by ray jackson, president, indigenous social justice association
Why are deaths in custody rising? a very good article from ms. inga ting on the abject and sorry state of the national gaol systems and the horrific number of deaths in custody but especially nsw.
whilst pm howard shut down the legal requirement for the governments of the states and territories and their appropriate departments in 1998 because, according to him, the allocated $400 million had been spent. some of this money was spent on building new police stations, the macquarie fields station being but one example.
when it was opened i and some others were invited to come and see their jewel in the police crown. what they wanted was for us to be photographed outside the new station and giving it the rciadic tick of approval. they got the photo opportunity but not the approval.
this was a million dollar plus use of the dic/rciadic monies and they spent up big. carpeted throughout, huge fishtanks, whilst muzak also wafted sweet music through the building. what the station also contained was 4, yes, 4 only concrete boxes with bars. no carpets, no fish, no music and no heating or cooling. the cells contained the obligatory hanging points. most certainly r165 was totally ignored. the cells also contained the recommended cameras but they were placed, perhaps purposely, to take in the full view of the shower and toilet in each cell. when this was pointed out to the el supremo of the station, along with the hanging points, the dismissive reply was that all the officers were specially trained to monitor the cells vis-a-vis the hanging points but to ignore the shower and the toilets when necessary.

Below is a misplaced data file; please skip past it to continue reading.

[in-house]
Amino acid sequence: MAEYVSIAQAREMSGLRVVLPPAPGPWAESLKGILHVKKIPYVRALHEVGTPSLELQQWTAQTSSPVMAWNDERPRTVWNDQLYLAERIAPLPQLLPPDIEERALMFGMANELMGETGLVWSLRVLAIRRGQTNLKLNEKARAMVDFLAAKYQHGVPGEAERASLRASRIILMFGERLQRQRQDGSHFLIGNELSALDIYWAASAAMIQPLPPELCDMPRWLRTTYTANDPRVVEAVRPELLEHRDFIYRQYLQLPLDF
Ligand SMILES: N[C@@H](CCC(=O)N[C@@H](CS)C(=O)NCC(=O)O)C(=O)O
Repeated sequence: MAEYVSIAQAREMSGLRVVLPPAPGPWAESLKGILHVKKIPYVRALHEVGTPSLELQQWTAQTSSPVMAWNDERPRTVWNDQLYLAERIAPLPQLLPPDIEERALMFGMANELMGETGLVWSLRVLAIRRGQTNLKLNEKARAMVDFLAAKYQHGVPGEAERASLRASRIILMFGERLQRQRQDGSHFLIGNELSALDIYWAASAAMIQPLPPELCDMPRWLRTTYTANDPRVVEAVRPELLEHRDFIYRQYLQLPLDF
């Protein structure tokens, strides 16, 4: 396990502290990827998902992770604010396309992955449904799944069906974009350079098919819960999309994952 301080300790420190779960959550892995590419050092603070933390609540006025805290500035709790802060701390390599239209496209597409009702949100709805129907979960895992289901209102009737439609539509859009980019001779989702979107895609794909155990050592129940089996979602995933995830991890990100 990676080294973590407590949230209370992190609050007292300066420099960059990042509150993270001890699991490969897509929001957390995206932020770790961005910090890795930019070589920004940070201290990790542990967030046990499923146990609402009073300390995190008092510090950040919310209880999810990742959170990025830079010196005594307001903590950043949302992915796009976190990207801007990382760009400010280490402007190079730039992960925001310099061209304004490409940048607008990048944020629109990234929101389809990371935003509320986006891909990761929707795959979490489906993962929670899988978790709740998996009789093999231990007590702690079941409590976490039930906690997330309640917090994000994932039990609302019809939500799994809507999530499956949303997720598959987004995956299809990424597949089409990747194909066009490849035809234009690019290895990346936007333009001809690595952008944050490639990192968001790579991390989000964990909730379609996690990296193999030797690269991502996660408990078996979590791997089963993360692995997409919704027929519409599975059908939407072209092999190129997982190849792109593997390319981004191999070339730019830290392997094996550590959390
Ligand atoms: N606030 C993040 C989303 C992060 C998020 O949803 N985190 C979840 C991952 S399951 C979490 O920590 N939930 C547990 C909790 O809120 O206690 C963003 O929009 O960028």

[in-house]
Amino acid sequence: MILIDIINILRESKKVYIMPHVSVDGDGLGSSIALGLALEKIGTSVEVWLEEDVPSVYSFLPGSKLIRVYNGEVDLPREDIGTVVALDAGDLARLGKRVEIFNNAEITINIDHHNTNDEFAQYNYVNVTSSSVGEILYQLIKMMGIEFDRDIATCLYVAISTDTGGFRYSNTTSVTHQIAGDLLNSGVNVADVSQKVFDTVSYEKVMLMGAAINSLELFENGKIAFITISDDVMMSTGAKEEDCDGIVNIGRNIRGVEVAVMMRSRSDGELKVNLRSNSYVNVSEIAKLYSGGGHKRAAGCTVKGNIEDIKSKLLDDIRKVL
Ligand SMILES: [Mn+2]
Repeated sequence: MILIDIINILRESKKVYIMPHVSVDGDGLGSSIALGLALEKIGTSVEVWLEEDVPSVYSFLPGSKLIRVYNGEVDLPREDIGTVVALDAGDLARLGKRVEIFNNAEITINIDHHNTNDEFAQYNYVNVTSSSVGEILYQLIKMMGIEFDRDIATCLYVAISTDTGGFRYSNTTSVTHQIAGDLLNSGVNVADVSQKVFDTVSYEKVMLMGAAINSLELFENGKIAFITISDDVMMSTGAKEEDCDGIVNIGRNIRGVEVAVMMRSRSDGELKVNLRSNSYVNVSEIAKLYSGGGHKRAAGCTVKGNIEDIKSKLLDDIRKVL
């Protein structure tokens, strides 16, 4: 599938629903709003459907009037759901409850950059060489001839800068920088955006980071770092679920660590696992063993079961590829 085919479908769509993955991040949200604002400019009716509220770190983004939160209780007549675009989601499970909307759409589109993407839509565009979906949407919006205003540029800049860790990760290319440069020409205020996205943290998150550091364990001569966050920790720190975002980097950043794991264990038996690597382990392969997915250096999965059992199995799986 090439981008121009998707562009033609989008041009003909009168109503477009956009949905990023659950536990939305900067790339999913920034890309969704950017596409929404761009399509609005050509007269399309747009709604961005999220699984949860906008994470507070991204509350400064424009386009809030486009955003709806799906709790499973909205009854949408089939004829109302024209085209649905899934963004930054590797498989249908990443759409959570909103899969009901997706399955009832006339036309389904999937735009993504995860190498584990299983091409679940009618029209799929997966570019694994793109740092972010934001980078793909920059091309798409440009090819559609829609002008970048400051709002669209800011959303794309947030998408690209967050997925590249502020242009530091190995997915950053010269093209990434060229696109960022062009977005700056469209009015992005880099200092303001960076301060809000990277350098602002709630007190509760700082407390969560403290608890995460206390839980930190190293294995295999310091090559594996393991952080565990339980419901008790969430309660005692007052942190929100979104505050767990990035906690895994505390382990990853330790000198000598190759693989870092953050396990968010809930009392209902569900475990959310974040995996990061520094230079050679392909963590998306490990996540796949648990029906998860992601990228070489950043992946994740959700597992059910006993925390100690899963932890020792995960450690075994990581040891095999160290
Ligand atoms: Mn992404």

we were never invited back and ms phyllis may was found hung in june 1992. the police, nationally, still continue to totally ignore the recommendations.
but as gerry georgatos has pointed out our nations' gaols are defaulting badly and are echoing the bad old days pre-rciadic. why is the gaol rate of dic rising so dramatically? it is, of course, not just because of the numbers although this is an important factor. the main reason i believe is the ratio of officers to inmates being dangerously reduced, but still not as bad as the private gaols, but the nsw commissioner and minister are actively working on it.
knowing ex- senior assistant commissioner, catriona mccomish, i read with great interest her views of the important introduced programmes then being destroyed when it no longer suited the commissioner due to its costs and no longer being of interest to the security needs of the commissioner. programmes have steadily been downgraded to the end that working for corrective services industries is more favoured as a possible rehabilitative process. it seems that education, life skills, etc. are no longer the requisite to help inmates not to be a recidivism statistic, better to make dollars for the system.
the custodial systems need to return to the rciadic recommendations to provide life saving procedures for all.